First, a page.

conspiring to encourage or induce illegal immigration both
" applie[d] to much extraterritorial conduct."
Id. at 1347. First, because " [b]ringing'
someone suggests . . . physical proximity" to the person
sought to be brought, " many [failed] attempts to bring
someone into the United States will occur outside the United
States." Id. And second, the court reasoned
that it would be " much easier" to conspire to
encourage or induce illegal immigration " outside the
United States, in proximity to those who carry out the
plot." Id. at 1348. The conspiracy provision
therefore " contemplates application to much
extraterritorial conduct." Id.
Circuit, then, Bowman is satisfied when (1) a federal
criminal offense directly harms the U.S. Government, and (2)
enough foreseeable overseas applications existed at the time
of a statute's enactment (or most recent amendment) to
warrant the inference that Congress both contemplated and
authorized prosecutions for extraterritorial acts.
Delgado-Garcia's " locus" inquiry specifically
asks whether a statute " ha[s] many obvious
extraterritorial applications," id. at 1347, or whether
offenders " will often be outside the United
States," id. As long as such a likelihood existed
when the statute was passed--whether because of the nature of
the offense (as in Delgado-Garcia), contingent facts about
the United States's presence abroad, or some combination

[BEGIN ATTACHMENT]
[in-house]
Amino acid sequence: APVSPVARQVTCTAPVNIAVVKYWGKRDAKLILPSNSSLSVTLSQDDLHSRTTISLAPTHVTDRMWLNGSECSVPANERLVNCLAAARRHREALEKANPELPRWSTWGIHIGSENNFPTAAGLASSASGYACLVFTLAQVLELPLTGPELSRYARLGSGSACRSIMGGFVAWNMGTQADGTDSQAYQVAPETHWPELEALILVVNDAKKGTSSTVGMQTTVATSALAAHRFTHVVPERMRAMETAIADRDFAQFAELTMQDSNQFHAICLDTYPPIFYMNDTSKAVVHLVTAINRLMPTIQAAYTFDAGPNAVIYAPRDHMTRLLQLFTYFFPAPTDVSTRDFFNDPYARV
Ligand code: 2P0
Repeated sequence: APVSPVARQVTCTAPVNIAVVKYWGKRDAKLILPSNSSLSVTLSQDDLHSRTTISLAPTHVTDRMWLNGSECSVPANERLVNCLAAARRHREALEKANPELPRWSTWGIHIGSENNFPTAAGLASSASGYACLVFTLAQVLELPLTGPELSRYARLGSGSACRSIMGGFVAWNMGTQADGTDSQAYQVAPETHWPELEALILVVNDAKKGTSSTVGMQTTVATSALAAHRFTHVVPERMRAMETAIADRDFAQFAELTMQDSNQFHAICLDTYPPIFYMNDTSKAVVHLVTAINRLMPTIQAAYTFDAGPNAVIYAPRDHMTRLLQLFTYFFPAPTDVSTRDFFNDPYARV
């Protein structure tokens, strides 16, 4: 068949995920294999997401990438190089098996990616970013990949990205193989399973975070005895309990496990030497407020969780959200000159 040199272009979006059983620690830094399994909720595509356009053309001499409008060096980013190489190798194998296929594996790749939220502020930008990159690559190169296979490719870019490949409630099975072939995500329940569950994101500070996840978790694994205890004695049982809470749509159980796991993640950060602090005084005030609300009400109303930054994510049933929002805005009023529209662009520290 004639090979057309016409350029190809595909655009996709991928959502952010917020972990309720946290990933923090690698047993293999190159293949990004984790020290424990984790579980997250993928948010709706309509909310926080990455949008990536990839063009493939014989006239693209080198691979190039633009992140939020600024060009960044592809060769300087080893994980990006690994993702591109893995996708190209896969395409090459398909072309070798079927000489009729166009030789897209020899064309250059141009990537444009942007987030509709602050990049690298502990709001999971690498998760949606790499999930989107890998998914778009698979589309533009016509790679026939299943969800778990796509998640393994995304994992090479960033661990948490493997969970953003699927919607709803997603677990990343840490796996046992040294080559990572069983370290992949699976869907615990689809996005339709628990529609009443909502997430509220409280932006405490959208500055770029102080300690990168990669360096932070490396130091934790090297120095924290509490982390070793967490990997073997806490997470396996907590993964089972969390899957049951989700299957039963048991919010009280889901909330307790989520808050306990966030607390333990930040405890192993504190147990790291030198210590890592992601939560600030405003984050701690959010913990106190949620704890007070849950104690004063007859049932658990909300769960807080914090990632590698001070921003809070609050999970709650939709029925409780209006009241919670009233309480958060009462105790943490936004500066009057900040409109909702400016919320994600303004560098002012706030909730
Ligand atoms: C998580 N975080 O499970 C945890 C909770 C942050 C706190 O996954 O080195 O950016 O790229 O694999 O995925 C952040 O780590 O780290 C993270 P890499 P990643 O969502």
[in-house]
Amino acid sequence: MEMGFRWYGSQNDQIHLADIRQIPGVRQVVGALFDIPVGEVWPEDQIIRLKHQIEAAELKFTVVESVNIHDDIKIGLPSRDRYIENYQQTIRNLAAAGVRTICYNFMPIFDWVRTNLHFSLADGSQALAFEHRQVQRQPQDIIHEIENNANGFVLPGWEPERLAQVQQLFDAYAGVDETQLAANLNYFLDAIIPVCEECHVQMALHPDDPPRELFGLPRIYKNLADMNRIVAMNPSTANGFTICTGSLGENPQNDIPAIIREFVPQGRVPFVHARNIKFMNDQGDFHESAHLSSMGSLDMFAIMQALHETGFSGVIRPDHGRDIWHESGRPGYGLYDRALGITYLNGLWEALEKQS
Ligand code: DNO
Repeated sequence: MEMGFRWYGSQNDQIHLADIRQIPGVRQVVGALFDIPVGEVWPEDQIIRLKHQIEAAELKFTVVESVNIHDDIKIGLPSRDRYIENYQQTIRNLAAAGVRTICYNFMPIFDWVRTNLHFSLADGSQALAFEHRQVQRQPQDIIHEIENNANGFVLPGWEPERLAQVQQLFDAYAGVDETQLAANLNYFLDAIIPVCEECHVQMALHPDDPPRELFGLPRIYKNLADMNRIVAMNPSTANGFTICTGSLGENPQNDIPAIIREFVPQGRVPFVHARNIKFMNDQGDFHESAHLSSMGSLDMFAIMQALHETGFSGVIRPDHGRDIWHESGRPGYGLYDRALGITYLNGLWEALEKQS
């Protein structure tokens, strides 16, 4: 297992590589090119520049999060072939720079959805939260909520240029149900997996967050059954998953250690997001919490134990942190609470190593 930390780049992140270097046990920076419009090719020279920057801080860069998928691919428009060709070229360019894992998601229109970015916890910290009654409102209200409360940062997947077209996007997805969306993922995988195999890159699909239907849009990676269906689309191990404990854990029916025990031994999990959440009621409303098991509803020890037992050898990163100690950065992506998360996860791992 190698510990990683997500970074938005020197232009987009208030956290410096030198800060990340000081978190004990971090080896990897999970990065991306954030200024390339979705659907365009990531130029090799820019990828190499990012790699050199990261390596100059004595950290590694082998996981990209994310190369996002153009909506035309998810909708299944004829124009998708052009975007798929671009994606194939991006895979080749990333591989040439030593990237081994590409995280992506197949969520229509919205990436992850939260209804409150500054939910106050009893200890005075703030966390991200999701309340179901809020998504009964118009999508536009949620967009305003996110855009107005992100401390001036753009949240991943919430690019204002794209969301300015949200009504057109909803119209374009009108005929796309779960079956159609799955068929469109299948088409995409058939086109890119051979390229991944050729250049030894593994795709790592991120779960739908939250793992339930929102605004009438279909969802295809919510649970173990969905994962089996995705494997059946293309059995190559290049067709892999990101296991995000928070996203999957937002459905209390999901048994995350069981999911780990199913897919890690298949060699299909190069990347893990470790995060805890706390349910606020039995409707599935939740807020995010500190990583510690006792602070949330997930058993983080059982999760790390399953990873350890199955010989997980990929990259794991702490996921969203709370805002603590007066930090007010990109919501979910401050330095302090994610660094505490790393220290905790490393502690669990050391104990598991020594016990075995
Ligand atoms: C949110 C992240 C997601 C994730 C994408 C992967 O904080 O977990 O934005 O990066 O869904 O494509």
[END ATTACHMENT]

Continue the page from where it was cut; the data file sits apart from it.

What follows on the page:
thereof--courts may properly infer a congressional intent to
permit extraterritorial uses. This process yields the
necessary " clear indication of an extraterritorial
application." Morrison, 130 S.Ct. at 2878. It is not
enough, as the Government suggests, that a statute seek to
protect U.S. interests that " lie, or may very well lie,
outside the United States." Govt.'s Opp'n
Def.'s Mot. Dismiss, ECF No. 101 (" Opp'n"
) 7. Nor may judges attempt to divine " what Congress
would have wanted if it had thought of the situation before
the court." Morrison, 130 S.Ct. at 2881. With these
principles in mind, the Court now turns to Abu
Khatallah's individual statutory challenges.
Abu Khatallah's Statutory Challenges
Khatallah concedes that Congress intended the offense charged
in Count Three (18 U.S.C. § 1116, murder of an
internationally protected person) to apply
extraterritorially. But he has moved to dismiss Counts Four
through Eighteen in their entirety, and Counts One and Two
insofar as they charge him with providing material support
for any crime other than killing an internationally protected
person. In all, Abu Khatallah challenges the extraterritorial
application of six distinct crimes or sets of associated
crimes. In a separate order, the Court will request
supplemental briefing on one of them (18 U.S.C. § 1363,
criminalizing certain ...